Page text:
The same way that Clarice deals with things that haunt her, I would also love to see the things that haunt him, which we do talk about and we do reference. We see that he’s carrying a burden, he’s carrying a tremendous amount of weight from his past life with him throughout the season, but it’s in a more covert way. It’s in a way that really appeals more to the narrative of Clarice and how he is really quite similar to her.
It’s always good to know more about where you’re coming from, because it just makes where you’re going all the more interesting.
M&C: Are you of the school that profilers are born, or do you think that they can be created? You said that Tomas wants to learn from Clarice. Do you think that what she does is instinctual?
Lucca De Oliveira: I think it’s a mixture of both. I don’t think anyone’s always born with it. There are things we can be born with that can help us, whether we’re raised with empathy or compassion, but behavioral science is a science, and there’s a skill to it. There’s a way to go about getting answers out of people without them knowing that you’re getting those answers. Right? You’re tricking people to get out of their own way to give you the answers you want, so I think it’s definitely something that can be learned.
I think we’re going to see that with Esquivel. He’s a man of observation and a man of memory. He can pick up on the things she does, how she does it, and how she speaks to people and bring it back into his own life so that he can better understand the rest of the world.
This is really a skill set that helps us understand people, where they’re coming from, why they’re doing what they’re doing, and who they are. So, I definitely think it’s something that can be learned. The perfect balance between it being an inherent thing and being something learned is where we get the best of behavioral science.
M&C: Things are different now working under COVID-19 protocols, and you can’t necessarily hang out on set to watch people work, but what have you learned from working with Michael Cudlitz and Kal Penn, who are talented actors.
Lucca De Oliveira: I can’t, honestly, even believe sometimes that I’m here doing this and working with Kal, Michael, and Nick [Sandow]. I look up to them so much, they’ve taught me such great lessons, and it’s so fun to work with them. We all have so, so much fun. This team of people are very similar. We all really get along, and it’s been really special. It’s something I hold very close to my heart. I don’t take it lightly.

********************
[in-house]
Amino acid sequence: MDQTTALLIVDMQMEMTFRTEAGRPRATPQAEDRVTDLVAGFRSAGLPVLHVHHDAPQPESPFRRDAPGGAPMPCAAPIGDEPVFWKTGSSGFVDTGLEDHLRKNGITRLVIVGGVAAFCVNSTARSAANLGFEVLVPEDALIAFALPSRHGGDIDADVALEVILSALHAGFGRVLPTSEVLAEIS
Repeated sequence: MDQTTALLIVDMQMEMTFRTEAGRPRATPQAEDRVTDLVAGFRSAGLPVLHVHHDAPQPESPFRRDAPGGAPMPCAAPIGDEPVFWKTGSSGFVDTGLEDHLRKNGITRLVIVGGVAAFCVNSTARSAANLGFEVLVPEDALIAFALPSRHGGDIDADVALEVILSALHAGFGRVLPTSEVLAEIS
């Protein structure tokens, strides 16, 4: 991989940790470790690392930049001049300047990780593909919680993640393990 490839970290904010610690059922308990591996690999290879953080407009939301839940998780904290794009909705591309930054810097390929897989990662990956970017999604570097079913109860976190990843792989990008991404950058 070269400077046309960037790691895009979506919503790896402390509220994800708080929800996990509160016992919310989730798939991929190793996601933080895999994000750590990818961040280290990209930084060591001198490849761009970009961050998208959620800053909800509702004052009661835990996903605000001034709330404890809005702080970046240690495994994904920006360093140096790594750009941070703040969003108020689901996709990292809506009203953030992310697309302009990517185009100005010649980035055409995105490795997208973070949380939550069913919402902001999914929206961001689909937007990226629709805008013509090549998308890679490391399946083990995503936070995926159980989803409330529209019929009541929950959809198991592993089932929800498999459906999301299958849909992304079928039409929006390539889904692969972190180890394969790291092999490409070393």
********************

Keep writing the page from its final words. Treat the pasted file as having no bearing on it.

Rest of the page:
M&C: How do you personally deal with the gore? Are you good with it if you’re going into an autopsy, or do you think you would be one of the people who vomits?
Lucca De Oliveira: I don’t think I would throw up, but I think I’d have trouble sleeping. Definitely. It’s hard to see. We deal with bodies on the show, and our art department is insane because these bodies look so real, so they’re so hard to sit with and be there with. I get emotional sometimes looking at them too much because Esquivel relates all these characters to his family background, his mother and his sisters. So, when he sees these dead bodies, he can’t help but see, “What if that was my sister? What if that was my mom?” He connects so deeply to them.
He’s also a man of efficiency, so a waste of life is something that he doesn’t take lightly. Honestly, I try my best to remind myself that we’re playing for 10 then, and I have so much fun working. We have to inject love in our workdays so that we can counter the heavy material we’re working with.
Normally, when I work with material that is heavy like this, it affects the rest of my life. There’s a certain level that I kind of rest and maintain to protect myself and to try to make sure I bring the truth of Esquivel into this world. I want it to feel real for me. I want it to feel real for the audience. I’ve always been of the school of thought that I’ll do anything and everything I can to make it feel real, to make it look real, to get the shot, you know? Most of the time, that just involves doing a lot of research and looking at some pretty gruesome stuff.
M&C: You said you’d love to discover some of Esquivel’s backstory. Would that include going to sniper school? What would you have to learn how to shoot?
Lucca De Oliveira: I had to do some training for the show, and I’ve done some training in the past. Ironically, I’m the furthest thing from a violent man. It’s really hysterical that I’m always cast as these gun-carrying guys. Action drama is really my favorite genre. I love seeing people being put in extraordinary circumstances, and I love high-paced things. I love making my characters physical.
When I first came on, I wanted to be able to take the rifle apart, put it back together, clean it, know how to use it, and know how they really do it in the real world. You never really see that in the show, but for me, it just makes me more comfortable with the character because these tools that we’re using, these weapons, they’re no joke, and they have to be taken seriously.
You have to respect them because of their potential and their capability. It’s a hard thing to balance because it’s not something that, in my personal life, I’m overly fond of. But I’m grateful to be in a position where I can learn about this side of life, understand it a little better and, and know how to handle myself in the case that I would ever be found in a position where I’d need to use these skills.
Clarice airs Thursday nights at 10 p.m. ET/7c on CBS.